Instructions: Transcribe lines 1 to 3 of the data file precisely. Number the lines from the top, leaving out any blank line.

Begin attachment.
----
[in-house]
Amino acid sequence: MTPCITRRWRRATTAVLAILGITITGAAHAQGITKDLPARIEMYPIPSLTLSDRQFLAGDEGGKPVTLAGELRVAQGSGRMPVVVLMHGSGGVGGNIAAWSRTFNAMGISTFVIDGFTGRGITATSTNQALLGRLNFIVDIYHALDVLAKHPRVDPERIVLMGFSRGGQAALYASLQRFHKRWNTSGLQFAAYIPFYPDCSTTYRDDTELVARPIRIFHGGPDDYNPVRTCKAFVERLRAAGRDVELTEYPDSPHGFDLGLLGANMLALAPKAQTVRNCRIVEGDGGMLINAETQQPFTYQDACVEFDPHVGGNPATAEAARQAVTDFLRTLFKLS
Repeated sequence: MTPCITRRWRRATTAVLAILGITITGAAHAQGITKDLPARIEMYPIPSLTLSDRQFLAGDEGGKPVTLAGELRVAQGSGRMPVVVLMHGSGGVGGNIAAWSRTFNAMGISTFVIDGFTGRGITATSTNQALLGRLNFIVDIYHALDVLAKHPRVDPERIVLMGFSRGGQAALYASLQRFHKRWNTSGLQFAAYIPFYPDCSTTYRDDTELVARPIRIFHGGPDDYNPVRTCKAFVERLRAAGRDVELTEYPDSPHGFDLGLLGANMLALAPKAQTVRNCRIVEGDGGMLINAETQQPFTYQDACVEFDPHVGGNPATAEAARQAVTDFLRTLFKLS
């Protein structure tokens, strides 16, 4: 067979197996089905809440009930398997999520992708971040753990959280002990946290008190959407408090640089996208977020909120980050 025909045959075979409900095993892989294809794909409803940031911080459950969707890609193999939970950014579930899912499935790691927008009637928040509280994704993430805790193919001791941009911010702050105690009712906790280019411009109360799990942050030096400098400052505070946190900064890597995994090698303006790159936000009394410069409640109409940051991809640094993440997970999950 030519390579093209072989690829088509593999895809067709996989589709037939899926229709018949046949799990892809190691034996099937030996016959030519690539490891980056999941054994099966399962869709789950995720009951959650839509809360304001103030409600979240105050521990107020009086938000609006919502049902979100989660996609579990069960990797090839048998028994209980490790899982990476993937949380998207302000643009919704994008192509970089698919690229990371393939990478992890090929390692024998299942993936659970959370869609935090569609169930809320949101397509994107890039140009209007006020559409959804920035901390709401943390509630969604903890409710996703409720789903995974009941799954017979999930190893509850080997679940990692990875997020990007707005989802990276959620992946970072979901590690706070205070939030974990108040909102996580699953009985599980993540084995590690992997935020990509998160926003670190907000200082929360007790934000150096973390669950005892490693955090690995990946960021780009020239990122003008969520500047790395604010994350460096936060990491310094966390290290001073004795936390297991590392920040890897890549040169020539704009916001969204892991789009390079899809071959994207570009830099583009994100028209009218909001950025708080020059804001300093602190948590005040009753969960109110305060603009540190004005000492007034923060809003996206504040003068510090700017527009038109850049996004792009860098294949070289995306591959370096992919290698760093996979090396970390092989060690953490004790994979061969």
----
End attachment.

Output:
[in-house]
Amino acid sequence: MTPCITRRWRRATTAVLAILGITITGAAHAQGITKDLPARIEMYPIPSLTLSDRQFLAGDEGGKPVTLAGELRVAQGSGRMPVVVLMHGSGGVGGNIAAWSRTFNAMGISTFVIDGFTGRGITATSTNQALLGRLNFIVDIYHALDVLAKHPRVDPERIVLMGFSRGGQAALYASLQRFHKRWNTSGLQFAAYIPFYPDCSTTYRDDTELVARPIRIFHGGPDDYNPVRTCKAFVERLRAAGRDVELTEYPDSPHGFDLGLLGANMLALAPKAQTVRNCRIVEGDGGMLINAETQQPFTYQDACVEFDPHVGGNPATAEAARQAVTDFLRTLFKLS
Repeated sequence: MTPCITRRWRRATTAVLAILGITITGAAHAQGITKDLPARIEMYPIPSLTLSDRQFLAGDEGGKPVTLAGELRVAQGSGRMPVVVLMHGSGGVGGNIAAWSRTFNAMGISTFVIDGFTGRGITATSTNQALLGRLNFIVDIYHALDVLAKHPRVDPERIVLMGFSRGGQAALYASLQRFHKRWNTSGLQFAAYIPFYPDCSTTYRDDTELVARPIRIFHGGPDDYNPVRTCKAFVERLRAAGRDVELTEYPDSPHGFDLGLLGANMLALAPKAQTVRNCRIVEGDGGMLINAETQQPFTYQDACVEFDPHVGGNPATAEAARQAVTDFLRTLFKLS